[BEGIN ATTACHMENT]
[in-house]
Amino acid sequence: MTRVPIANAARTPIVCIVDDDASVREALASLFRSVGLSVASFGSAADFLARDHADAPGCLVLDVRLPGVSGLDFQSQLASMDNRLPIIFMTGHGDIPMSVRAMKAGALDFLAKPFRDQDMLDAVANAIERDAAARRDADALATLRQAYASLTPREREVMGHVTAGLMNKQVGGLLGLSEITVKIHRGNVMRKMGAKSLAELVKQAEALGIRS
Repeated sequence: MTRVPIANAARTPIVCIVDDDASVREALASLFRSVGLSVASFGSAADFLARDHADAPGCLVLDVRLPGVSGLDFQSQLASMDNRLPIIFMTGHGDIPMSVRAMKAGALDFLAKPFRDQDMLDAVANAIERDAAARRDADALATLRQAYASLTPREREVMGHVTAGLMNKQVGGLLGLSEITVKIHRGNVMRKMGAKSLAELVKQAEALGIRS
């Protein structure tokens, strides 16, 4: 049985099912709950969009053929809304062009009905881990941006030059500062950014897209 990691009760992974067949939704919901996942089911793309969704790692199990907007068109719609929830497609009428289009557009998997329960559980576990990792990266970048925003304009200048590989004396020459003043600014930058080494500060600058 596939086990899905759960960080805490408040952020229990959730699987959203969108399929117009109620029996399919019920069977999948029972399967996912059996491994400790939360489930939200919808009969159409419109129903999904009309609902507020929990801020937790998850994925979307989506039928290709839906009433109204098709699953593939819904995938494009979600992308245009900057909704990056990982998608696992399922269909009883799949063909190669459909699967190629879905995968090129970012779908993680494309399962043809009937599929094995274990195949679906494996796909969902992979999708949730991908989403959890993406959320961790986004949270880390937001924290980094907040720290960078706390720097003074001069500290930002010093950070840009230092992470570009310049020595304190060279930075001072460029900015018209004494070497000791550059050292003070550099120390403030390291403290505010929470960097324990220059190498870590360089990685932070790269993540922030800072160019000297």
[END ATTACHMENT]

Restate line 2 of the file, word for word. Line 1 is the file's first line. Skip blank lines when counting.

Amino acid sequence: MTRVPIANAARTPIVCIVDDDASVREALASLFRSVGLSVASFGSAADFLARDHADAPGCLVLDVRLPGVSGLDFQSQLASMDNRLPIIFMTGHGDIPMSVRAMKAGALDFLAKPFRDQDMLDAVANAIERDAAARRDADALATLRQAYASLTPREREVMGHVTAGLMNKQVGGLLGLSEITVKIHRGNVMRKMGAKSLAELVKQAEALGIRS